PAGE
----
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Transport Ko Samui

Option in Ko Samui, Thailand

As the second most popular Thai island, Koh Samui is easy to get to via land, boat, or air. There are numerous boats from Surat Thani province on the Thai mainland as well as from neighboring islands Koh Phangan and Koh Tao. The Koh Samui international airport is served primarily by Bangkok airways, which flies to and from Koh Samui and seven domestic and international destinations.

Once on the island there are many ways of getting around Koh Samui. Rental bicycles, motorbikes, and cars, both with and without drivers, are easily available, as are songtaews and taxis for getting around and between beaches.

By Train

The train station in Surat Thani is serviced by trains from cities to the north and south, including Bangkok and Hat Yai. From Surat Thani minibus or songtaew transfer to the boat pier is required to get a ferry to Koh Samui.

By Car

As many of the ferries connecting mainland Surat Thani with Koh Samui are car ferries it is possible to rent a car and drive to Koh Samui. From Bangkok to Surat Thani the trip takes from 8 to 10 hours; from Phuket or Hat Yai the journey is 5 and 6 hours respectively. Once in Surat Thani, the ferry piers are another hour from the town.

By Bus

Numerous busses from throughout Thailand, including Bangkok and Phuket, service Surat Thani town, the capital of the mainland province that includes Koh Samui. From Bangkok it is an 11 hour bus ride. From Surat Thani minibus or songtaew transfer to the boat pier is required to get a ferry to Koh Samui, although some tour operators will provide transfers in a bus-boat package. Busses arriving late at night may miss the last ferry to Koh Samui so it is often preferable to take an overnight bus to Surat Thani and then catch a morning ferry to Koh Samui.

By Air

Bangkok Airways offers direct, non-stop air services between Koh Samui (USM) and Bangkok, Chiang Mai, Krabi, Pattaya (U-Tapao), Phuket, Hong Kong, and Singapore. Flying time between Koh Samui and Bangkok is under an hour; flights between Samui and Phuket or Pattaya are under 45 minutes.

Thai Airways offers limited domestic service to and from Koh Samui; Berjaya Air connects Koh Samui and Kuala Lumpur; and Firefly provides service from Penang and Kuala Lumpur to Koh Samui.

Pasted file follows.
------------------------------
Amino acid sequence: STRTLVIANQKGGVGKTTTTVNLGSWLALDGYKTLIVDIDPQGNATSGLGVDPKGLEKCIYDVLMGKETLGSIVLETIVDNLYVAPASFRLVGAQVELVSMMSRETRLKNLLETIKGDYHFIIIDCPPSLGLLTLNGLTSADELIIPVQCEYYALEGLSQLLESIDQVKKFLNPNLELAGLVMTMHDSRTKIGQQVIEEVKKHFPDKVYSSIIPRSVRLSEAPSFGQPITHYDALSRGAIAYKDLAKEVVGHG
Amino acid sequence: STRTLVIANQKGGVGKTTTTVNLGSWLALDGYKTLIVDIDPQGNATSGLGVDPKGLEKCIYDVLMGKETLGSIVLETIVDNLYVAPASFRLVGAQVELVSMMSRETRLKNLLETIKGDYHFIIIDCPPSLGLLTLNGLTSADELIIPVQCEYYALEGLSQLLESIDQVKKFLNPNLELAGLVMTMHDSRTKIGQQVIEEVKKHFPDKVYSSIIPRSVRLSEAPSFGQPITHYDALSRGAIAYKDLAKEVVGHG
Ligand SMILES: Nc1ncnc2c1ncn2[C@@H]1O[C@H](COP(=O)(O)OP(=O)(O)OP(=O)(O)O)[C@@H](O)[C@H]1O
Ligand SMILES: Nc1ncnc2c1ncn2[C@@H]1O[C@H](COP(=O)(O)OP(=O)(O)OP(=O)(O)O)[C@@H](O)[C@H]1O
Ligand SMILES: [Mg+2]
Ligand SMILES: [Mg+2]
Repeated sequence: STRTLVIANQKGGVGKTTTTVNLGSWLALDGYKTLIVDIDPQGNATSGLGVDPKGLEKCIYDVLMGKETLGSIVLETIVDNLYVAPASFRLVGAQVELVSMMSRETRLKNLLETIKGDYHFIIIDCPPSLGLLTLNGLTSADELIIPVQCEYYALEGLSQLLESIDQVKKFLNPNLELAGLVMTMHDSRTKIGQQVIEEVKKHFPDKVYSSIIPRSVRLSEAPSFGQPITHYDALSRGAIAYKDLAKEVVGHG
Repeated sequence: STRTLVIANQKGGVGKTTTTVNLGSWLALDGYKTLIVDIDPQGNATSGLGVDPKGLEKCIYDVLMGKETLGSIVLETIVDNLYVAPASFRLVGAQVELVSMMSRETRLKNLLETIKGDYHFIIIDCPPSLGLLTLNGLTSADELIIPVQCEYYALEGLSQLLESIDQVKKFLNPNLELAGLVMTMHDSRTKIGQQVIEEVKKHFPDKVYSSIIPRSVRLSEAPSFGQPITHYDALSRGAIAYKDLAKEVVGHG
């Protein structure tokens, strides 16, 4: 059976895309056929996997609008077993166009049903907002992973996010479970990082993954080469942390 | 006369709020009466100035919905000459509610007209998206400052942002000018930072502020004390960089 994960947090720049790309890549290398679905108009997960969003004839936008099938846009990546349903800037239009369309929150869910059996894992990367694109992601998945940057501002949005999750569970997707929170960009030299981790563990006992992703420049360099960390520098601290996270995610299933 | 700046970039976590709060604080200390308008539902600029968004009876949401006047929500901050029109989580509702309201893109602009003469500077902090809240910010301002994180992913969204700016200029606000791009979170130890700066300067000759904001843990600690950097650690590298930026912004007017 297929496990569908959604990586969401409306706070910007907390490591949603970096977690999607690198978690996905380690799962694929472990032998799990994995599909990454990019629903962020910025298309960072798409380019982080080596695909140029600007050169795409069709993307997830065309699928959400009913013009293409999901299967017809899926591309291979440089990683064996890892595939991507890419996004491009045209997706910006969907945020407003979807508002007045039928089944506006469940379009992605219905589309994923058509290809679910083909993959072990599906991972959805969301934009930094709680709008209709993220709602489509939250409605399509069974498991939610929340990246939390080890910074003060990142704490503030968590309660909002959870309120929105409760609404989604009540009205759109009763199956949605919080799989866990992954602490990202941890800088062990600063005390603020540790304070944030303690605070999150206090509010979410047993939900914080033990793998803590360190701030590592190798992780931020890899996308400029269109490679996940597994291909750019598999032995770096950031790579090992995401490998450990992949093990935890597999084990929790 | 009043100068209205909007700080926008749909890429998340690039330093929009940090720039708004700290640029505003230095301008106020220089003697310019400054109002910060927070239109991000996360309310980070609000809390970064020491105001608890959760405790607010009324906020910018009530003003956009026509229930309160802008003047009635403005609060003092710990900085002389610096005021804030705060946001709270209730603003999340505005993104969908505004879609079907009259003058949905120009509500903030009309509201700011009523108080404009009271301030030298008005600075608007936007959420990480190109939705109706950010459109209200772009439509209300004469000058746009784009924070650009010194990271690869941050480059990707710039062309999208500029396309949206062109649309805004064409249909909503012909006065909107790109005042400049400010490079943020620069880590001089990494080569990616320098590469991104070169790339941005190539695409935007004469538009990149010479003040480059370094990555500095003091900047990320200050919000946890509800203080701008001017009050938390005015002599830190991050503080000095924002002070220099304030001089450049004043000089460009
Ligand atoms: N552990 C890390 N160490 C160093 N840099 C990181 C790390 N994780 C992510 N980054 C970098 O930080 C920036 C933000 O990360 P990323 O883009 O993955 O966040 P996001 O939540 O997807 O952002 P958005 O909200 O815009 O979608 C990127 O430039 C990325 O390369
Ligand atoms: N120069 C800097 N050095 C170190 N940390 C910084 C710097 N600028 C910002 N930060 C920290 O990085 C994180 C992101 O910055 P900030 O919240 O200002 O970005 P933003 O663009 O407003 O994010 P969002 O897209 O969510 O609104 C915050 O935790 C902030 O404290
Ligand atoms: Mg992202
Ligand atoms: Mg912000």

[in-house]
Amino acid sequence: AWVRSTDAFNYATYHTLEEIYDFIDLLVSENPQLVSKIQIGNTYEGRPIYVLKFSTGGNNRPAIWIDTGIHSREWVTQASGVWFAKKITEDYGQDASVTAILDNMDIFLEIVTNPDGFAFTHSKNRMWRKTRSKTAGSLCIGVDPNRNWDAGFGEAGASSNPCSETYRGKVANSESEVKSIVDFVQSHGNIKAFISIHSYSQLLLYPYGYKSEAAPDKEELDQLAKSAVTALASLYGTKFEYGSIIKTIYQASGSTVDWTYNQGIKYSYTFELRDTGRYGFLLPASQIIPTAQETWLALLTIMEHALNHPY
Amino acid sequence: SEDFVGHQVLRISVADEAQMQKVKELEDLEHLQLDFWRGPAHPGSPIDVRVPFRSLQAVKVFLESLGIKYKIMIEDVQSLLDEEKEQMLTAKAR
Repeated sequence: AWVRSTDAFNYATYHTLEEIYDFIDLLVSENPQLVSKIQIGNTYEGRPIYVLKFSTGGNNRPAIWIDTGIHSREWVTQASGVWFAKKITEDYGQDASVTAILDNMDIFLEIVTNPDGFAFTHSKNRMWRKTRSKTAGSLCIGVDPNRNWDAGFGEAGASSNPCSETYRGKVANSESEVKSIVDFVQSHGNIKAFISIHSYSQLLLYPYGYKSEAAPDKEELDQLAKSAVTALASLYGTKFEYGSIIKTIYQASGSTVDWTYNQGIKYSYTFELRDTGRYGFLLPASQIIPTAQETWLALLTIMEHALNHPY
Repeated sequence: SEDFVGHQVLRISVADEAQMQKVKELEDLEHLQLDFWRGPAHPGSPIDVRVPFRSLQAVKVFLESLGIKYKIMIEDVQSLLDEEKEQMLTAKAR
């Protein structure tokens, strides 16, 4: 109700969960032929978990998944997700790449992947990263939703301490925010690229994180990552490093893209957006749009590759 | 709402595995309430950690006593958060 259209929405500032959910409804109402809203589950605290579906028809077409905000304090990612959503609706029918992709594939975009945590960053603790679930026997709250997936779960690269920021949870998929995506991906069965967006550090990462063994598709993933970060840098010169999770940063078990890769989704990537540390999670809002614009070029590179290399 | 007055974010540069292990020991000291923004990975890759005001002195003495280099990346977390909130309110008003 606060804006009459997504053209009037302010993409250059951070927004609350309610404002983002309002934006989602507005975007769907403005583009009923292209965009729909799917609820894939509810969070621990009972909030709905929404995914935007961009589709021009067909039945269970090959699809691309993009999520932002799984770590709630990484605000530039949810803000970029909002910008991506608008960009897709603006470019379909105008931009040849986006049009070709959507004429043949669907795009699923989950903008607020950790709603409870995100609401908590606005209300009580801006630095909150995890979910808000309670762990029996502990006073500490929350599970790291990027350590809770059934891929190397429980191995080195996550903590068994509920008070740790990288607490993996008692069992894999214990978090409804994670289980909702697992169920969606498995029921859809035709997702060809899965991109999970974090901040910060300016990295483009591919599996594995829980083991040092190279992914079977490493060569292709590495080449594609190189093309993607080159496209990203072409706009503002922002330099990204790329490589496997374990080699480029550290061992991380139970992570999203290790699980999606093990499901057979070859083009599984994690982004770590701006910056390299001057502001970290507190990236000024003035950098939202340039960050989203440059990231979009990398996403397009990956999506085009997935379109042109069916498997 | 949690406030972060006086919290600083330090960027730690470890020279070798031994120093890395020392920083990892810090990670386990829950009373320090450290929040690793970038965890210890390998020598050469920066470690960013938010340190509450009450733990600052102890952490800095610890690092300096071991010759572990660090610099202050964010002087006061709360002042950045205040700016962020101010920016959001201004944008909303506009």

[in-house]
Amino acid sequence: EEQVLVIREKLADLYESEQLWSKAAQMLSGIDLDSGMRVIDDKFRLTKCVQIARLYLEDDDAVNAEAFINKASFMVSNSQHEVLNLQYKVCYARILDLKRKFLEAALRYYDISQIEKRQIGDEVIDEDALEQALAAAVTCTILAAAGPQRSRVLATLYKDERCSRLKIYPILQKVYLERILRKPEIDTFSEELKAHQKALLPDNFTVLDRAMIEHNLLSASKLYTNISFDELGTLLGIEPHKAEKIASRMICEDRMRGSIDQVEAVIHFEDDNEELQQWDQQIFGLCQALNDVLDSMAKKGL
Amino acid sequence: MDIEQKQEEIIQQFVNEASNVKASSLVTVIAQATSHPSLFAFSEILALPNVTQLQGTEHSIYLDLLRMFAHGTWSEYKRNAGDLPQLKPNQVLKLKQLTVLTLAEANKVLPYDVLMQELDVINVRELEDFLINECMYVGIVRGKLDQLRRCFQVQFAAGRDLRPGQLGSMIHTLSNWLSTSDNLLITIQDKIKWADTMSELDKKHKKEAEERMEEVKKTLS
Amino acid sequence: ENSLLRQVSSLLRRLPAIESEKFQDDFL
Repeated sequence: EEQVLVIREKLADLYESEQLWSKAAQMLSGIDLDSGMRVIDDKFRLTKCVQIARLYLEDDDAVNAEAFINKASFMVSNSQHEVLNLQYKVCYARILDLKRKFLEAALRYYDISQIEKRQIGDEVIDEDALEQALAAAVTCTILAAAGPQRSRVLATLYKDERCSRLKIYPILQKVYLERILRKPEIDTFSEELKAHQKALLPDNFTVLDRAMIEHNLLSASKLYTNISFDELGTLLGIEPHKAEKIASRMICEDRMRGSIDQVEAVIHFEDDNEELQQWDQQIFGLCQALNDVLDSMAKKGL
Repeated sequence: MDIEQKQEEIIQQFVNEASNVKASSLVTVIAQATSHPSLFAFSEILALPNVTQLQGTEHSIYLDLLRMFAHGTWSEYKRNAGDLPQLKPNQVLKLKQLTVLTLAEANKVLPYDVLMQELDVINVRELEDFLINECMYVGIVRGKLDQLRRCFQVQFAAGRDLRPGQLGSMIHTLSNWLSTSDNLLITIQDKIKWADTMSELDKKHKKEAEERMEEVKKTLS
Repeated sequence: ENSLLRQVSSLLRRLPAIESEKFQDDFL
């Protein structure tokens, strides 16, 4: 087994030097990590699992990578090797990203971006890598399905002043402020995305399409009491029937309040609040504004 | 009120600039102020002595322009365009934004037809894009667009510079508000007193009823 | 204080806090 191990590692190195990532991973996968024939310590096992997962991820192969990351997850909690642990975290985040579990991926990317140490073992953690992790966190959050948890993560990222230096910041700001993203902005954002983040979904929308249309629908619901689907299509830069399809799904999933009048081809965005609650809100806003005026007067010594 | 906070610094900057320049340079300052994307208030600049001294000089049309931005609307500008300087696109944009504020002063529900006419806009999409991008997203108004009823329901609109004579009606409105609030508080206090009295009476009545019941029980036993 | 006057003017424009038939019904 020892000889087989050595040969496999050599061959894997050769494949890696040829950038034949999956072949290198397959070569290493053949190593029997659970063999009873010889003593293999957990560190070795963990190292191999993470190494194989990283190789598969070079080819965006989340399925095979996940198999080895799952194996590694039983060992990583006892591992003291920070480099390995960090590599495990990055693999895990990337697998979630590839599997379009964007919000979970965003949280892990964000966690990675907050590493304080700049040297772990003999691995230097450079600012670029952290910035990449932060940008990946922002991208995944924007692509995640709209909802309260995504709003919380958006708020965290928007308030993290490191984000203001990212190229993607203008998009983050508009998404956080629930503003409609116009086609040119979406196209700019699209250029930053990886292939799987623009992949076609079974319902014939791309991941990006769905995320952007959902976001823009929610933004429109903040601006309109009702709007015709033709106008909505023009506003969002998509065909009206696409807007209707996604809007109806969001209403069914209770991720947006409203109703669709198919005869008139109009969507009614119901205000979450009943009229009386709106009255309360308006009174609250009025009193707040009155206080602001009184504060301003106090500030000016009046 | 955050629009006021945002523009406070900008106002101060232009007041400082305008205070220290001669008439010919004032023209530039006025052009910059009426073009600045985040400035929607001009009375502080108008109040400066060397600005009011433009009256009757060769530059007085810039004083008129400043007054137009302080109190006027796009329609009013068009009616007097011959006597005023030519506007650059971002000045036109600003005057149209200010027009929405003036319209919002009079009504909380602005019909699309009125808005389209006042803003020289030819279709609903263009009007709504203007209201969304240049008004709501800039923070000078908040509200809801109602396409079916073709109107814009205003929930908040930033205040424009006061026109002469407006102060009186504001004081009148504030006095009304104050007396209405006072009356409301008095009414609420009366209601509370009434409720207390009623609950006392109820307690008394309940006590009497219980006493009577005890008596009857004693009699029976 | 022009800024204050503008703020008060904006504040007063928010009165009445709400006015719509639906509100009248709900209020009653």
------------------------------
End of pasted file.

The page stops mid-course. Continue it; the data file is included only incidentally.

For individuals from qualifying nations there is Visa-on-Arrival service available at Samui Airport.

From Samui Airport to the various beaches there are numerous ground transportation options. Minibuses offer seats for around 100 baht/person. A private taxi will cost between 150 and 300 baht depending on distance and negotiation, as most taxis on the island are unmetered (despite external appearances advertising Taxi-Meter).

It is also possible to fly to Surat Thani, which is serviced by budget air carrier Thai AirAsia. While fares are considerably more inexpensive, the flight, transfer to the pier, boat ride to Koh Samui, and final transfer to your hotel can take upwards of a full day.

Getting Around Ko Samui

There are now quite a few taxis on Koh Samui that are identical in appearance to Bangkok’s meter taxis. However, Koh Samui’s taxi drivers are loathe to use them (if they have meters at all.) Don’t expect to pay less than 50 Baht for the shortest ride and make sure to negotiate the fare prior to heading out to your destination.

By Songtaew:
Red pickup trucks with benches in the back serve as ‘busses’ around the island, traveling fixed routes and allowing passengers to get on and off at will. It’s easy to flag one down; in fact, they actively solicit passengers. Ask the fare prior to climbing aboard if you want to ensure you won’t get ripped off. It’s even possible to hire one for the day if you don’t mind riding in the back.

By Motorbike:
For anywhere from 100 to 1000 baht, depending on the size of the bike, motorbikes can be rented in any beach town on Koh Samui. While the roads on Koh Samui are considerably better than those on other Thai islands (particularly neighboring Koh Phangan) renting a motorbike is a risky venture. In addition to the risk of injury, a common occurrence for foreigners on the island, there are occasionally scams involving rental motorbikes. As you must typically leave your passport as a deposit for a motorbike it is best to look for a reputable motorbike dealer even if the price is slightly higher.

Finally, be aware that helmets are required by law and wearing closed toes shoes is common sense.

For getting around the beach where your resort is located a bicycle is an excellent option. Many resorts offer complimentary bicycles, although they can otherwise be hired for no more than a hundred baht a day. Make sure to wear a helmet and ride cautiously, there are many potholes and cars don’t give bicycles the right of way.

Rental Car:
There are both cars and jeeps for rent on Koh Samui. As the winding, single lane roads don’t allow for much speeding and traffic is rare, self driving an open air Suzuki Samurai’s is an enjoyable way to sightsee Koh Samui, often for the same price as hiring a car and driver or a taxi for the day. As the island is relatively small, it’s also nearly impossible to get lost!

Be aware that only Commercial First Class Insurance provides full coverage on rental cars (as opposed to limited personal or third party only insurance). Most international car rental agencies will offer this insurance (some only for those with a valid international driver’s license) while local companies may or may not. You may wish to request a copy of their insurance policy and ensure that it states "For Commercial Use". Regardless, inspect rental vehicles prior to rental and drive with caution, particularly as traffic in Thailand can be quite confusing, especially the habit of Thai motorcycles drivers to drive on the wrong side of the road.